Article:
Not content merely in retreating to his comfort zone, Miliband has made a nest for himself in it, staking his political reputation and survival on a left wing platform that has had little traction with voters in the past. Having already dismissed large parts of the New Labour movement as a betrayal of Labour’s core values, Miliband has taken further strides to the left since the summer, vacating the centre ground which Blair rightly identifies as essential to election success by reiterating his opposition to the bedroom tax and proposing the introduction of a mansion tax. He is rejecting the advice of a master electioneerer at his own peril.
Just as with their Conservative counterparts, ideological clarity is beginning to emerge from the Labour ranks as the election draws closer, but it is not necessarily one which the British people will be prepared to endorse. Throughout his time as Leader of the Opposition, Miliband has faced criticism in all areas, from his manner of speaking to his ability to devour a bacon sandwich, and even some regarding his management of the party from those wishing to disassociate themselves from what they consider a sinking ship.
Blair is right when he talks about Miliband’s failure to connect with voters, but it is certainly not for want of trying. He has been in tune with the majority view of the British people on a number of issues, relentless in his pursuit of the Murdoch empire after the full account of the News of the World hacking scandal came to light, and equally impassioned in his defence of his father following a Daily Mail article which most reasonable people on both sides of the political divide considered to be in poor taste, distracting attention from the Conservative Party conference in the process. Whatever the rights and wrongs of intervention in Syria, he and his opposition frontbench reflected a widely held view that it would be wrong to embark on a bombing campaign without a clear strategy of what we were doing and who we were helping, showing a restraint that has been vindicated by events over the past year.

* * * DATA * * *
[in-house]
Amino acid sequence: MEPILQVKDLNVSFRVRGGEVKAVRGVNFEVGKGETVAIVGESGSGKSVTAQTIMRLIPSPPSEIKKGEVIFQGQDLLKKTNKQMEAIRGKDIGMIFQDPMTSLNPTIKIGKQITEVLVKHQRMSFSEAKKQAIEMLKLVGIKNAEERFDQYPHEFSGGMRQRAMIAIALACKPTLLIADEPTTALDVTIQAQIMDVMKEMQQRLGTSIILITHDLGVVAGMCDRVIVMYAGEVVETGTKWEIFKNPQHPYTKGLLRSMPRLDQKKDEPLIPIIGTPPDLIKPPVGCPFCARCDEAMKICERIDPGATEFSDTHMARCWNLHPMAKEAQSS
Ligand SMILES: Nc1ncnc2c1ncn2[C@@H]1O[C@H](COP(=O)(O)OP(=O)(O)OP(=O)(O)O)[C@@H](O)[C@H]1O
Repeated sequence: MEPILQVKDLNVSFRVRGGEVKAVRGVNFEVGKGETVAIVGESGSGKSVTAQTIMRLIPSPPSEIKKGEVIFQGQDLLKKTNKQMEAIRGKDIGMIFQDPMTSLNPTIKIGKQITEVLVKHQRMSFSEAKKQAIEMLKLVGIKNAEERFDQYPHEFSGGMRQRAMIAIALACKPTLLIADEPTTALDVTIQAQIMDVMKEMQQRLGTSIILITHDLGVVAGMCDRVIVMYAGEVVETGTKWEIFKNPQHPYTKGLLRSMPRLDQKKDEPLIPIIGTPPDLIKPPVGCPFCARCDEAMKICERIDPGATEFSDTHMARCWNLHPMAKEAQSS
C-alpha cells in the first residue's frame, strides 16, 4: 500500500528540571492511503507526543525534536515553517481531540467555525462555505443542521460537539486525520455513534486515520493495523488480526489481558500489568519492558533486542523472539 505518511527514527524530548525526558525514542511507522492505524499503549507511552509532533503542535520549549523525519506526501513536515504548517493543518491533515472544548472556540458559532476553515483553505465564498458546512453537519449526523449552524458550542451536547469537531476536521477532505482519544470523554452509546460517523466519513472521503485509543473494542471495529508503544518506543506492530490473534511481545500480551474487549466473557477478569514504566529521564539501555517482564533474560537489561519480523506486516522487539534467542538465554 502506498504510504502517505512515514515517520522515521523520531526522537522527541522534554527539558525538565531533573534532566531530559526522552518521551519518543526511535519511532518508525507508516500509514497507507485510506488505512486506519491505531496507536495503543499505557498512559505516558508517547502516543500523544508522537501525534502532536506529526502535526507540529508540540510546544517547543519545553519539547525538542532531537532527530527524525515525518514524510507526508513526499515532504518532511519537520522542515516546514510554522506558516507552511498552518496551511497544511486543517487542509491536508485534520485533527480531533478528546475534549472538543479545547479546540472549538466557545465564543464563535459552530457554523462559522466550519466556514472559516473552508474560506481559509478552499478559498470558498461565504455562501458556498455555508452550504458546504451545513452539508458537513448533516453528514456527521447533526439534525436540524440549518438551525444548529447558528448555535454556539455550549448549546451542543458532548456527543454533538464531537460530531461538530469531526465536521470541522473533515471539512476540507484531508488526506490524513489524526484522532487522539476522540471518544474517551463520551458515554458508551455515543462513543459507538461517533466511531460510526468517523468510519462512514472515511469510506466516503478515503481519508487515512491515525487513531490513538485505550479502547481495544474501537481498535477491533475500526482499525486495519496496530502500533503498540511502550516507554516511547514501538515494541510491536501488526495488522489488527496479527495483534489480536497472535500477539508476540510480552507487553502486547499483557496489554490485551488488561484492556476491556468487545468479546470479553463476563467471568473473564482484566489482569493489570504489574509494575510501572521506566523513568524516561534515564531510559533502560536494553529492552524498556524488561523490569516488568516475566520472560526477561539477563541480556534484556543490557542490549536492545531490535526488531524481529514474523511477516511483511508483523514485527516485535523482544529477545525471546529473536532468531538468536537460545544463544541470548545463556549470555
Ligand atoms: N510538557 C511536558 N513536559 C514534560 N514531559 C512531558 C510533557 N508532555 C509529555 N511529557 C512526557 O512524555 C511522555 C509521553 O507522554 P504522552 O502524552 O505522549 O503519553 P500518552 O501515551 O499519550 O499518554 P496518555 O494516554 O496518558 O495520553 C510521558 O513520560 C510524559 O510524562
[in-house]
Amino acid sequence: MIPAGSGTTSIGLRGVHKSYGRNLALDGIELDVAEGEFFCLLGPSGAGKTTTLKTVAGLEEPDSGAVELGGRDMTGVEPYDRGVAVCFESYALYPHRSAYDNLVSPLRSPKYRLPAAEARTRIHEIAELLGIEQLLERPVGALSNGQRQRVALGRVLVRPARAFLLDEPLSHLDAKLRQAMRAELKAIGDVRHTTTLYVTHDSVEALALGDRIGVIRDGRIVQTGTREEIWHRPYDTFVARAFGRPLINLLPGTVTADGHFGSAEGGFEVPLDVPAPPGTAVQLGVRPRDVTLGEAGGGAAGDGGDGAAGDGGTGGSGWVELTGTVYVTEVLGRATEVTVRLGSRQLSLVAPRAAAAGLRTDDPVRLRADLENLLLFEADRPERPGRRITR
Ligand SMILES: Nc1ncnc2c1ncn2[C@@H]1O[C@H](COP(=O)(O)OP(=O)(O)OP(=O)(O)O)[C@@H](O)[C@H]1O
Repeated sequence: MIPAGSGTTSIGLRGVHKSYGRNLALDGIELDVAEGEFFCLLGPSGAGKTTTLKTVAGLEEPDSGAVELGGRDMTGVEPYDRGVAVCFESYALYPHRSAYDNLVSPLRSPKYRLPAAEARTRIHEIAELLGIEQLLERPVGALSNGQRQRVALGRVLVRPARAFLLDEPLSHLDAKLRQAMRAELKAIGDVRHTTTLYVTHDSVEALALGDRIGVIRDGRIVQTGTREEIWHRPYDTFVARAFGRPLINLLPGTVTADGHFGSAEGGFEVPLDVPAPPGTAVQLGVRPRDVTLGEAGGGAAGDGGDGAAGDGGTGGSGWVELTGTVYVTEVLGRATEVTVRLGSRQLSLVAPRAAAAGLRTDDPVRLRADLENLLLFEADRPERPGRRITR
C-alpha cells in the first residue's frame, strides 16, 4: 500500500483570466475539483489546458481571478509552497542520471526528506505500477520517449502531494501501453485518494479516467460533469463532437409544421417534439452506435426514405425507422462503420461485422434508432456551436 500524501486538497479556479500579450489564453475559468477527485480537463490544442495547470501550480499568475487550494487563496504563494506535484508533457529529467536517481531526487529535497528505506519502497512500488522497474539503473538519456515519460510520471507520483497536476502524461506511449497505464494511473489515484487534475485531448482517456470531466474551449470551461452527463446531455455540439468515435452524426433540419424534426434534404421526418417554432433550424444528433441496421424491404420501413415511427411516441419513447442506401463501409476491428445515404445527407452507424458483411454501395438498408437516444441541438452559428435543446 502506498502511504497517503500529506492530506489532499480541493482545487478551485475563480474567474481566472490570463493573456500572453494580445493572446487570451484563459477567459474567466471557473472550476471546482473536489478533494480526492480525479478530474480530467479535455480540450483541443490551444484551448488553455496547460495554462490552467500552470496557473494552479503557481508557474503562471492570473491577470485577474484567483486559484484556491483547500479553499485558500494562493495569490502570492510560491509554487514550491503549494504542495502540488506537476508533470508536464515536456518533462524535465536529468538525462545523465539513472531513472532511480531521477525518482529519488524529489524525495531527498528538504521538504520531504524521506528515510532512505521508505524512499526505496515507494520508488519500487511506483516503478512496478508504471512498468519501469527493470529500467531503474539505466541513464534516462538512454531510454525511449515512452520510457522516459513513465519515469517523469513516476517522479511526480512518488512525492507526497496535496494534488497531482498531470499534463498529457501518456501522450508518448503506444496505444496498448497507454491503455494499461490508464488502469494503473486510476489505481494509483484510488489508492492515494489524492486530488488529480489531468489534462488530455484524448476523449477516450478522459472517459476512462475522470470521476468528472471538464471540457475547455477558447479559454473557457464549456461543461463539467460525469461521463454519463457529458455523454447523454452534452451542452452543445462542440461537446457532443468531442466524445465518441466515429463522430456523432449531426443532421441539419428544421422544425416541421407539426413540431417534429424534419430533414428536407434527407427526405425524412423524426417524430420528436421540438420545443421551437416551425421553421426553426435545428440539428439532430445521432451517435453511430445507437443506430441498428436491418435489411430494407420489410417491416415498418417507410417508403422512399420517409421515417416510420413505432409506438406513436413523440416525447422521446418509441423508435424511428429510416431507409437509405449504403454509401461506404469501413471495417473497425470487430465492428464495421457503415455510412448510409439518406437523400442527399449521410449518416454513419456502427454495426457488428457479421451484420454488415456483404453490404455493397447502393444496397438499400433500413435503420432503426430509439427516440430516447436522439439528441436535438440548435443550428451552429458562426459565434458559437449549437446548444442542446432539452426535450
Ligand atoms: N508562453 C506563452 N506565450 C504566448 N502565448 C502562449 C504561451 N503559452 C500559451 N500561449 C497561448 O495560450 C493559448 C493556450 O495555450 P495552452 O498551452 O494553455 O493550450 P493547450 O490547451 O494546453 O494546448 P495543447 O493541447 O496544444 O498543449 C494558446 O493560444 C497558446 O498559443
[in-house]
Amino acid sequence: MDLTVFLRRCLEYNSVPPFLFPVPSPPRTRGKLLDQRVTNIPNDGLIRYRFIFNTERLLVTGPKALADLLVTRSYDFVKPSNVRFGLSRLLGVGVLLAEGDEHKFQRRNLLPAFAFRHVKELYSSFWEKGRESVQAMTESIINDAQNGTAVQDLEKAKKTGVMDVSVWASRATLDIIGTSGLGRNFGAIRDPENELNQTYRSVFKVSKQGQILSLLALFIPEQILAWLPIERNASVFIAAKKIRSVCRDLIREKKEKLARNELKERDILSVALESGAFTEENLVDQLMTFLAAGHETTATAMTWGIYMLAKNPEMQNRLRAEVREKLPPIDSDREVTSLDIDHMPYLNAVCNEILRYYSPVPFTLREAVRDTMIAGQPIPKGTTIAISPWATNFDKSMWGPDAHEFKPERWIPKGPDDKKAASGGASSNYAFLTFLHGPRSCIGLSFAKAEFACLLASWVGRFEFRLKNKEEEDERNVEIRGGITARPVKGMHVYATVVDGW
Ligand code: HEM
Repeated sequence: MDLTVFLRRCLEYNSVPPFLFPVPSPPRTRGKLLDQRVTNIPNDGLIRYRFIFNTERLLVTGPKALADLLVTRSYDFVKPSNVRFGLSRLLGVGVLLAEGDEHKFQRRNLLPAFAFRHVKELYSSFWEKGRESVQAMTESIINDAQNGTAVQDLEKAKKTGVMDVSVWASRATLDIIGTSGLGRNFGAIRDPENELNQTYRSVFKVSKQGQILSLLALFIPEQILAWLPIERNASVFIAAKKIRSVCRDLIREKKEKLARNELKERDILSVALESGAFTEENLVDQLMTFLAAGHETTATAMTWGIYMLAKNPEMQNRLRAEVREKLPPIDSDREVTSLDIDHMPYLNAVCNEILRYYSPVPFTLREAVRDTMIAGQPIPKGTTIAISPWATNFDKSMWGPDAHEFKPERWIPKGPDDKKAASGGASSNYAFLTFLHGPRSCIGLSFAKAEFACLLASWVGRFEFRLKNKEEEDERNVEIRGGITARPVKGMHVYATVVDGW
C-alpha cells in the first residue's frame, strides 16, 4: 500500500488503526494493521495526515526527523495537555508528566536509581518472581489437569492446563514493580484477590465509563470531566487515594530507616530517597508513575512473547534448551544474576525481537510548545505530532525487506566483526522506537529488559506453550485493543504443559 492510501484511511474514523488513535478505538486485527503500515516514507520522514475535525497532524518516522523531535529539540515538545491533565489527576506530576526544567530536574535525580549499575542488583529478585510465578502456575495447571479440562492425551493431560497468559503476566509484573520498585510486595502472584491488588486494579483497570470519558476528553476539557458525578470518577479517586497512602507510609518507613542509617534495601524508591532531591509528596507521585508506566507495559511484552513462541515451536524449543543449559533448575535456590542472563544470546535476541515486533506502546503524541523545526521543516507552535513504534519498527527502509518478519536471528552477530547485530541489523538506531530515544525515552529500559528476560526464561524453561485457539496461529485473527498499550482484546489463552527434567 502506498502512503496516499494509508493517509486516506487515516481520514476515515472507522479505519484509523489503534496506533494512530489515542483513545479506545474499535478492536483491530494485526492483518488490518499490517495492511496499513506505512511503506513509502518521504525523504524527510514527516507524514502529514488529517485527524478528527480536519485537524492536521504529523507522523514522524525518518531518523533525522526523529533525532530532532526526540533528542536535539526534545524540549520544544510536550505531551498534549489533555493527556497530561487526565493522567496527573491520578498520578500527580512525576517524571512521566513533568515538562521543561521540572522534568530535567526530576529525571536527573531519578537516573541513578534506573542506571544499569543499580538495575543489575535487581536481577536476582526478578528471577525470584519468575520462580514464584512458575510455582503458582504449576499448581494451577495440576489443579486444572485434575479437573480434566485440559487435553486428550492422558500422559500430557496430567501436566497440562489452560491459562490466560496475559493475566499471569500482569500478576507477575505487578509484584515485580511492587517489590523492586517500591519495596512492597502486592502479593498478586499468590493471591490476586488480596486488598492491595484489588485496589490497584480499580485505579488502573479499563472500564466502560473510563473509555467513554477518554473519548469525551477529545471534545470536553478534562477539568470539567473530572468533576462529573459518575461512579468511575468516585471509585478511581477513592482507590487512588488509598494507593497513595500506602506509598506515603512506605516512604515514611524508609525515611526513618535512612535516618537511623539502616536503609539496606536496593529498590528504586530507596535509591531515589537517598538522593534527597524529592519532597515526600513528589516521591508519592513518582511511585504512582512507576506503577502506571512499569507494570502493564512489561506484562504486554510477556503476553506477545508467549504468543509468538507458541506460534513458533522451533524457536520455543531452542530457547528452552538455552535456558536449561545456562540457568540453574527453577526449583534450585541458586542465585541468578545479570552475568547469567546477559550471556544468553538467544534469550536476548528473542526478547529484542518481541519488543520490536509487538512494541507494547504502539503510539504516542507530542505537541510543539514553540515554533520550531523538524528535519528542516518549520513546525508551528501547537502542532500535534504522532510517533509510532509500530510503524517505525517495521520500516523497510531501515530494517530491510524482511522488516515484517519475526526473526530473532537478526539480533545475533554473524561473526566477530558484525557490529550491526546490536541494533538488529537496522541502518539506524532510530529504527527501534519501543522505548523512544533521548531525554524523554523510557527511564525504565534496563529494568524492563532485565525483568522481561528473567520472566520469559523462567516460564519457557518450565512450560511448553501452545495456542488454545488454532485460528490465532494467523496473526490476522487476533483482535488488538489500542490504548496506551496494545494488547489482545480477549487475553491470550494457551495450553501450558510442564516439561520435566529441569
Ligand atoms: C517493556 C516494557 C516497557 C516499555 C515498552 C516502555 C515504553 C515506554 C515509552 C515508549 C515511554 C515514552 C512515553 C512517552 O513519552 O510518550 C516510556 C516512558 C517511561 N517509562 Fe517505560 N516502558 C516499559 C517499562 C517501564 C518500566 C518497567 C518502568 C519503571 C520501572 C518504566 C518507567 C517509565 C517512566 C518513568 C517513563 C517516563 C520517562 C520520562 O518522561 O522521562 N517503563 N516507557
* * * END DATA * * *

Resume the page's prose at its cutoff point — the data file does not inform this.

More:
Yet the problem is that Miliband has ducked too many fights. He has, to his credit, been prepared to take on the unions, cutting off the hand that feeds him in some respects given that their intervention secured him the leadership vote ahead of his brother in 2010. That, however, is an issue to do with internal party politics, one that matters little to the public at large. Miliband has been found wanting when it really counts: weak in taking the fight to UKIP and articulating the benefits of the EU and immigration; passive when it came to securing the future of the United Kingdom in the recent Scottish referendum; unenthusiastic when voting reform was on the agenda at the beginning of this parliament.
Miliband needed a Clause IV moment, a chance to state emphatically his plan and purpose from a position of strength, just as Blair did by scrapping the party’s historic commitment to public ownership of the means of production. Instead, Miliband’s vision has lacked the focus and universality that Blair implores now and promoted during his time in power, meaning that this recent retreat to a left wing comfort zone has smacked of panic. In time, we may come to view the Miliband interregnum as the necessary transition from the slow demise of New Labour to its re-emergence after 2015 under new leadership as a progressive centre-left institution.
Blair’s apparent certainty that Labour is heading to an inevitable defeat is the most damaging report Miliband could have wished to hear. How Blair must despair as the party he made electable is rendering itself unelectable once more in front of our very eyes.